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The spongy surface and relatively long length of soft-top surfboards offer a higher degree of traction, flotation and protection from injury compared to their harder, short-board counterparts. A soft-top board typically is less slippery than a traditional hard-top board, but you might still need additional traction, which you can get with fresh wax.
Items you will need
Wax comb or plastic paint scraper
Base coat surf wax
Top coat surf wax
Soften the old coat of wax by leaving the board out in the sun for 30 minutes. Scrap off the old wax with the straight edge of a surf wax comb or plastic paint scraper. Work your way from top to bottom, rolling the old wax into a ball. Discard the wax. Clean off any excess wax from the board with surfboard cleaner.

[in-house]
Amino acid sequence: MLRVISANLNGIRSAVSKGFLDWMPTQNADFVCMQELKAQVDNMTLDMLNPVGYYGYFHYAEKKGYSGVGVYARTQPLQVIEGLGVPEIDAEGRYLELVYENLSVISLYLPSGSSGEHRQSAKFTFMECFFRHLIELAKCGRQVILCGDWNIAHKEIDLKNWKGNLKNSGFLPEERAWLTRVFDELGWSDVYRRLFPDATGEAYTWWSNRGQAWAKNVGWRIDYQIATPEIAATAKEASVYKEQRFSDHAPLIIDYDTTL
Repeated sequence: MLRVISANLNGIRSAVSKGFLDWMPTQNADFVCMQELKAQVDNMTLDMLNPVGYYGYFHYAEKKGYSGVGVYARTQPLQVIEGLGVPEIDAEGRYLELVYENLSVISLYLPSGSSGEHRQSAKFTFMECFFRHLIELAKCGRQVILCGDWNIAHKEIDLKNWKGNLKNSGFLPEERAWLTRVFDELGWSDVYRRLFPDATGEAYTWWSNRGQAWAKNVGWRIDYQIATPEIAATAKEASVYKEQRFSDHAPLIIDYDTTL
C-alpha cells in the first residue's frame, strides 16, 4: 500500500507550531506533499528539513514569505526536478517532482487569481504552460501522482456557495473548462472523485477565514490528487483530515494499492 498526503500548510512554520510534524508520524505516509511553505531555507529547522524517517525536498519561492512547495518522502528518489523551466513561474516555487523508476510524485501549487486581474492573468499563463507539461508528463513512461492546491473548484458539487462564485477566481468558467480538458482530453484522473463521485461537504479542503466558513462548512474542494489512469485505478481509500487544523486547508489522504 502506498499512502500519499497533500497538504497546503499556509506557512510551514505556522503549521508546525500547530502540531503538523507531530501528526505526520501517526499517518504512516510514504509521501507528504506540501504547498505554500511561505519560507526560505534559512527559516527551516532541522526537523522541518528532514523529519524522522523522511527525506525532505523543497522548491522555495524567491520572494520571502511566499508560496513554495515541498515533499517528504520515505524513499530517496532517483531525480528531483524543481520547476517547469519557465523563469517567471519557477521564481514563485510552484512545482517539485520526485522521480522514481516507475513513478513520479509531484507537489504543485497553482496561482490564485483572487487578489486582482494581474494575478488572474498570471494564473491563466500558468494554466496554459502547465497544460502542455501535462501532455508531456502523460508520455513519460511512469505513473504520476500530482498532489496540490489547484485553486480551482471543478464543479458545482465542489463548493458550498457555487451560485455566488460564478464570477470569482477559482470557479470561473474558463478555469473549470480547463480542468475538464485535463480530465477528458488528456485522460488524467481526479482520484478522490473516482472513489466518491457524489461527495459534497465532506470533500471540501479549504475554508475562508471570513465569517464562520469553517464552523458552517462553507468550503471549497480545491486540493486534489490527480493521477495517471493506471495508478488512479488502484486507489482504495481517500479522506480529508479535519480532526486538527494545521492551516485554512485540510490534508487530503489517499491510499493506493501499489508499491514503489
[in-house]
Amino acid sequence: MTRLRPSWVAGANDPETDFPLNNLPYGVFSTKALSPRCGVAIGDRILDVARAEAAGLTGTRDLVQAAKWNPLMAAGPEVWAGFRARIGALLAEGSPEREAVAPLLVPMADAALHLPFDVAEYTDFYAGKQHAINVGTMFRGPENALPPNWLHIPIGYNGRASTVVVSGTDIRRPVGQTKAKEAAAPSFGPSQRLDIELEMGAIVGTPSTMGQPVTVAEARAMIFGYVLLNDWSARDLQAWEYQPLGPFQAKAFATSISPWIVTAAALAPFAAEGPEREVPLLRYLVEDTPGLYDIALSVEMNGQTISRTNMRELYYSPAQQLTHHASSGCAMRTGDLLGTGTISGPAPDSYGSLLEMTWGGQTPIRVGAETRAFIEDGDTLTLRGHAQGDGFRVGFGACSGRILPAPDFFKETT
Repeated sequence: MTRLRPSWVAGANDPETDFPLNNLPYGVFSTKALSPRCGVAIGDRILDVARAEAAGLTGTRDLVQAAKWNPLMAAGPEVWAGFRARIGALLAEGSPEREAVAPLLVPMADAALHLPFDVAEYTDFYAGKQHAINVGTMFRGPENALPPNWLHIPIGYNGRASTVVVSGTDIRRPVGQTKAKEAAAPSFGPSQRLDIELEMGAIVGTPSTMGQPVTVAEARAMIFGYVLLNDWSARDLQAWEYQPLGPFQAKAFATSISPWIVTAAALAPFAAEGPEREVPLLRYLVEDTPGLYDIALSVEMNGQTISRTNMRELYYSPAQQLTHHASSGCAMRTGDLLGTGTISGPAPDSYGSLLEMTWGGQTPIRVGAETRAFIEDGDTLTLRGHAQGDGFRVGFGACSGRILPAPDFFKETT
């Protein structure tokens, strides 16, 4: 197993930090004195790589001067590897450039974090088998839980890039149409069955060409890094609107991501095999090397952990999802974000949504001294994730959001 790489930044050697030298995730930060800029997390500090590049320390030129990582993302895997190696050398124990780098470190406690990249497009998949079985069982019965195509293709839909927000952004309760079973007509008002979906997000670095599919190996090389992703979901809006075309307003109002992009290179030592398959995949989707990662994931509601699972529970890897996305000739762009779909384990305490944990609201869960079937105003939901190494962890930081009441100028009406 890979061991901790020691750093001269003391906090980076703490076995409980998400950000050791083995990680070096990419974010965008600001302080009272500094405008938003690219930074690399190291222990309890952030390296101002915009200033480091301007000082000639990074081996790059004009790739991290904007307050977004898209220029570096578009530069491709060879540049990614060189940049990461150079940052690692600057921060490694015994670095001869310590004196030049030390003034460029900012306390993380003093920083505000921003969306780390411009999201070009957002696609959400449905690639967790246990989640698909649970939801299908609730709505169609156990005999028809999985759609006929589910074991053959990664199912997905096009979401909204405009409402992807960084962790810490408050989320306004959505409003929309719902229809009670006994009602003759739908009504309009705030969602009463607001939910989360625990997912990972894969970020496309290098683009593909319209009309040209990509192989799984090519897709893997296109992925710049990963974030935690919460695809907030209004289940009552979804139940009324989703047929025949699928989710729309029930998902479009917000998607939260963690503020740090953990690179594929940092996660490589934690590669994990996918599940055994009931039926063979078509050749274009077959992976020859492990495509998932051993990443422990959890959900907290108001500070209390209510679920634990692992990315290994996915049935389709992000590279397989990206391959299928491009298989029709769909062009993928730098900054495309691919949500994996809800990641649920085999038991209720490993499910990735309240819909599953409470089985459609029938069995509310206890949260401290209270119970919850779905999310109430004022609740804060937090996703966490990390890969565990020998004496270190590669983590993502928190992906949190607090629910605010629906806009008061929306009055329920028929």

Apply a base coat wax to the board lengthwise first. Stroke the wax from the top and work your way down the board. Apply pressure when stroking, as base coat is the hardest surf wax. Apply the wax crosswise from rail to rail after applying it lengthwise. Continue rubbing the wax until you see bumps forming all over the board.
Apply a top coat surf wax in the same manner as the base coat, only use less pressure as it is a softer wax. Use the correct wax type: cool, cold, warm or tropical, depending on the temperature of the water in which you are surfing.
Keep your wax comb handy in a pocket of your board shorts. Use crosshatching strokes to roughen the surface of the wax if your wax becomes smooth.
- Apply surf wax in the shade. Doing it out in the sun can lead to the wax melting and creating a mess.
- Keep surf wax in a plastic baggie to prevent sand from getting in the wax. Store it out of the sun to prevent it from melting.
- Tropical wax is for water temperatures 75 degrees Fahrenheit and above; warm wax is for temperatures of between 64 and 74 degrees; cool wax is for between 58 and 68 degrees; and cold wax is for 60 degrees and below.
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